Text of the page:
The Pakistan army too has been surprised by Trump’s decision, given the fact that for far too long it has been able to charm officials in the Pentagon by highlighting its role in the fight against terror.
During a meeting at General Headquarters in Rawalpindi, the Chief of Army Staff Gen. Qamar Javed Bajwa said: “More than financial or material assistance, we seek acknowledgement of our decades-long contributions towards regional peace and stability, understanding of our challenges and, most importantly, the sacrifices the Pakistani nation and its security forces have rendered in [the] fight against terrorism and militancy.”
India should welcome not just the decision to reduce military aid, but also the clear message to Pakistan, that it should not be used to target India.
Other key steps
The US has adopted a firm stand against terror groups. On August 16, it designated the Hizbul Mujahideen as a foreign terrorist group. In June, it declared Pakistan-based chief Syed Salahuddin as a global terrorist. All of Hizbul Mujahideen’s financial assets and property subject to US jurisdiction have been frozen, and US citizens have been strictly prohibited from engaging in any transactions with the group.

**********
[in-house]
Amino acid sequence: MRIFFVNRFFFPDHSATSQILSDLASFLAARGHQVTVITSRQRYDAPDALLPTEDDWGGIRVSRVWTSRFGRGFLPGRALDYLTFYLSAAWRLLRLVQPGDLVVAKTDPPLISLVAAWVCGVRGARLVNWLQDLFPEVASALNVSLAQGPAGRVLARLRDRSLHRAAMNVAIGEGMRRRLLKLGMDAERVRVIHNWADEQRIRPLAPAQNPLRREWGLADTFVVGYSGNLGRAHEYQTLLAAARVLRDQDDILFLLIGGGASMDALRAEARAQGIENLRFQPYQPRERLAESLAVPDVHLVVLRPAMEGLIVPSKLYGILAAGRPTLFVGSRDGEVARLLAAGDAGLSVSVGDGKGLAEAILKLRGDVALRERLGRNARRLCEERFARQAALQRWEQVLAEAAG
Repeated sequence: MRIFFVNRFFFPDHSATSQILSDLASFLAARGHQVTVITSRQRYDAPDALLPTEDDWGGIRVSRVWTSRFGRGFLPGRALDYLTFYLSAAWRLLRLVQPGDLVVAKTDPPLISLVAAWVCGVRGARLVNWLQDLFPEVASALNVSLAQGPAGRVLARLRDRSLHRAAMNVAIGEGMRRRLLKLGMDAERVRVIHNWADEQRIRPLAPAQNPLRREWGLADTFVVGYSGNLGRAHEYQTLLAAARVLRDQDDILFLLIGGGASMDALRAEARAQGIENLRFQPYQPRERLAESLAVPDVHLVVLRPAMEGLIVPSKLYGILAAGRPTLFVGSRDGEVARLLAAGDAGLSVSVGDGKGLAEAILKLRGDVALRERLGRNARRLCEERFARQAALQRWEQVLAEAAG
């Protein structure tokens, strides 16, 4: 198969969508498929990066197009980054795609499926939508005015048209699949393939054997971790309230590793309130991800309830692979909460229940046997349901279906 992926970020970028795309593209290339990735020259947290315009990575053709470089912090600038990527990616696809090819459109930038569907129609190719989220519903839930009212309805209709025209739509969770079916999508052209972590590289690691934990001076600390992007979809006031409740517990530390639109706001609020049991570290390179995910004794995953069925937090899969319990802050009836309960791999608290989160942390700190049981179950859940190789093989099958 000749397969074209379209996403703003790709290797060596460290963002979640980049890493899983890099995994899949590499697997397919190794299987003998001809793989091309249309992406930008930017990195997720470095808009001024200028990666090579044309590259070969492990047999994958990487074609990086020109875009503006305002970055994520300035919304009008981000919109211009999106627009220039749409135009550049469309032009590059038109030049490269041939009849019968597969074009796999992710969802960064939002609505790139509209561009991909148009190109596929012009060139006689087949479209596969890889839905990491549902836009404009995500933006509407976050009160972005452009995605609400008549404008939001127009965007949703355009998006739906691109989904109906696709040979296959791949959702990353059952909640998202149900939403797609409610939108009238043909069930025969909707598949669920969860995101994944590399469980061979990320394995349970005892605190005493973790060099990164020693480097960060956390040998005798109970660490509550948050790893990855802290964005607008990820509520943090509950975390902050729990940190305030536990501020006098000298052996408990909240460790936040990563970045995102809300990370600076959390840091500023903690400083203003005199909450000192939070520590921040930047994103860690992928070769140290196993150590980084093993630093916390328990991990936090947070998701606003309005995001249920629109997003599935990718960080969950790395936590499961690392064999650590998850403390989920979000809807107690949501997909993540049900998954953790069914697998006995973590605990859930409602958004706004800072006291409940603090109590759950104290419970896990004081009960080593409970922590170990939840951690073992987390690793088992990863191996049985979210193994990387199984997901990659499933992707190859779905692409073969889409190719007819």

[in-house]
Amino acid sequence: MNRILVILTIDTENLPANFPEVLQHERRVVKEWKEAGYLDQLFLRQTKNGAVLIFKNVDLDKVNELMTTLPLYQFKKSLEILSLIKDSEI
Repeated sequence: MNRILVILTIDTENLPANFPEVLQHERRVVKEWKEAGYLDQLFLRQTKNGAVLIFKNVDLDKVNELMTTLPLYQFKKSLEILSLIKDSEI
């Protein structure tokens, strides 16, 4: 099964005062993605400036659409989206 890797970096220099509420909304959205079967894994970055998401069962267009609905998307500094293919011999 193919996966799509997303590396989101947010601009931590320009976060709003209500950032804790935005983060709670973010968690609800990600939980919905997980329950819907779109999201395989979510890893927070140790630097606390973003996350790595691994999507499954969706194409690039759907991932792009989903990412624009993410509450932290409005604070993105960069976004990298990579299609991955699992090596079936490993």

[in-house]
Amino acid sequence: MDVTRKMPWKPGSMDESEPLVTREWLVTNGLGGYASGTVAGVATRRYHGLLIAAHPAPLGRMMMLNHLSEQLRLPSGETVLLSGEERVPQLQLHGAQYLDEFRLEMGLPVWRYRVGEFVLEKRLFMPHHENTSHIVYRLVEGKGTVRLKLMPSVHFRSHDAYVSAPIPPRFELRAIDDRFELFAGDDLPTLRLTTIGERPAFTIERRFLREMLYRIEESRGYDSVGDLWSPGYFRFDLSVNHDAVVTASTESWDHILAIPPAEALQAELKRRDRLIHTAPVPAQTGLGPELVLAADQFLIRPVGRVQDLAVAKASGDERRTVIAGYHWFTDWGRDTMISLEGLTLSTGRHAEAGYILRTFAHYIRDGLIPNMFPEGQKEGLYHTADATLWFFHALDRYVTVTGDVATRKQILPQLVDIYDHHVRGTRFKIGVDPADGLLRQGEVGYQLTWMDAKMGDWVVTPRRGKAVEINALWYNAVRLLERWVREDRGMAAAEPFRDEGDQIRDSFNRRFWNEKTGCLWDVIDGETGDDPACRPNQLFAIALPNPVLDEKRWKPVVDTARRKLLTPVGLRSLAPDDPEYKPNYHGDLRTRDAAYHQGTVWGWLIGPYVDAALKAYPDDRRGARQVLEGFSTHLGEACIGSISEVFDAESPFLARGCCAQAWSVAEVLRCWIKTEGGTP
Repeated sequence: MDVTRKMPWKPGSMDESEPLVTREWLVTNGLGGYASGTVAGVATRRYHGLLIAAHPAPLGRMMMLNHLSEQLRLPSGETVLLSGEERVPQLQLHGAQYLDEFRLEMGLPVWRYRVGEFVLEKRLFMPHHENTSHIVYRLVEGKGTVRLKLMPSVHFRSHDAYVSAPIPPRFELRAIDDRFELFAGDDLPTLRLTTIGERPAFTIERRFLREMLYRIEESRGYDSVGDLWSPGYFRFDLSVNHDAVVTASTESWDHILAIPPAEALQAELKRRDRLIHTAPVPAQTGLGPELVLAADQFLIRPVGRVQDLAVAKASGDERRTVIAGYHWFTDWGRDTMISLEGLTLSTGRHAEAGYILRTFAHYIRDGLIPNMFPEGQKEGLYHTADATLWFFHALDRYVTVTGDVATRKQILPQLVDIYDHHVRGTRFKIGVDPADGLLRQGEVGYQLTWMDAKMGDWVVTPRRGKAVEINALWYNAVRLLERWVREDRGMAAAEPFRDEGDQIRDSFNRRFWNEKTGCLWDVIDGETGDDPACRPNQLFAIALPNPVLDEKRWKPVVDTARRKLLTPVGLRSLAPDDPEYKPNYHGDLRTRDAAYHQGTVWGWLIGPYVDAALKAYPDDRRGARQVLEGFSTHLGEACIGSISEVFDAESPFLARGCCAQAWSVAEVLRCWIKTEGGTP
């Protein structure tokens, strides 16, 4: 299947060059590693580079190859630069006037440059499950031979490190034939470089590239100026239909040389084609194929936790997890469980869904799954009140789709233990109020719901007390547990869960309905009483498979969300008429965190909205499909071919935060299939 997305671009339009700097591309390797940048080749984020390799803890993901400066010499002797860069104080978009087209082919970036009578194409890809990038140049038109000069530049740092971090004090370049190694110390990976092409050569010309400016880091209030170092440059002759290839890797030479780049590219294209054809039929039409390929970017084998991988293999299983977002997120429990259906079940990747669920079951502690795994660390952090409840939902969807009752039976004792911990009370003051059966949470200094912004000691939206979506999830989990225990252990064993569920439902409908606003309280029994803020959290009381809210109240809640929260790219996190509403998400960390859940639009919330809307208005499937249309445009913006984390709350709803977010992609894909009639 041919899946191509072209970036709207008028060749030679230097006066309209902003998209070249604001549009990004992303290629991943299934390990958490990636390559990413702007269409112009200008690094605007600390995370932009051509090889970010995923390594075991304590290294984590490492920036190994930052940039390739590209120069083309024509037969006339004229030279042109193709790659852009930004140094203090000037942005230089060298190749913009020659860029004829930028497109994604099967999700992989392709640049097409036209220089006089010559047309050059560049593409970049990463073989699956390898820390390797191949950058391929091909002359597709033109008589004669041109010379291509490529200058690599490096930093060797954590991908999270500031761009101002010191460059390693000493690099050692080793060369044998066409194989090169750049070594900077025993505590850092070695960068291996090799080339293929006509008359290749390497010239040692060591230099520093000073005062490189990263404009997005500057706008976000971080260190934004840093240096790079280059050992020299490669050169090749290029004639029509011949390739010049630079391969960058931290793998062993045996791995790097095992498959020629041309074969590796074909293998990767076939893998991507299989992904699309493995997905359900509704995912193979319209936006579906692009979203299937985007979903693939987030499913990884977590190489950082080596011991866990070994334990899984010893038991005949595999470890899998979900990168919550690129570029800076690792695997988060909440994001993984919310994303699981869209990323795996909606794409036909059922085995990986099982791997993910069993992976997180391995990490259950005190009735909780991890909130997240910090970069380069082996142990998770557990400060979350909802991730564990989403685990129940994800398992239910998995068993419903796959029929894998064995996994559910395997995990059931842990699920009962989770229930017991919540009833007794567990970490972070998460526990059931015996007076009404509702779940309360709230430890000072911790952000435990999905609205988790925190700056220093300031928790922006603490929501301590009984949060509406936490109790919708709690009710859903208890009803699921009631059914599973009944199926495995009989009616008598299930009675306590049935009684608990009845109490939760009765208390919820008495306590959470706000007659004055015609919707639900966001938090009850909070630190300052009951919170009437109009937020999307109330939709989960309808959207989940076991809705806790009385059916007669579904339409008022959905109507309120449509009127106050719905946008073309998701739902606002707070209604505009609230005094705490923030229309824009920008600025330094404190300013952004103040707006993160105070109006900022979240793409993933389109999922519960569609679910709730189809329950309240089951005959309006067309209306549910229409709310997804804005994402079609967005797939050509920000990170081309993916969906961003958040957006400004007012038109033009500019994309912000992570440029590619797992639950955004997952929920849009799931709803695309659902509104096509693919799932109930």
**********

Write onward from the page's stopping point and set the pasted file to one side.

Earlier steps taken by Washington which clearly illustrate its intent to back New Delhi include supporting India’s proposal for declaring Masood Azhar as a designated terrorist at the United Nations. The proposal, backed by the UK and France, has been repeatedly obstructed by China.
Trump’s foreign policy
In conclusion, while many are skeptical of the Trump administration’s tough stance vis-à-vis Pakistan, some dub it “transactional”. Others argue that the US President is unpredictable. The firmness being showed concerning the Pakistan army is welcome.
Trump needs to realize that the America First policy does not mean being isolationist, as he acknowledged during his address on August 21. On the other hand, the US needs to play a more pro-active role in joining hands with democratic countries to fight terrorism, and the hegemonic designs of China, in both South Asia and the Asia-Pacific.
Tridivesh Singh Maini is a New Delhi based Policy Analyst associated with The Jindal School of International Affairs, OP Jindal Global University, Sonepat.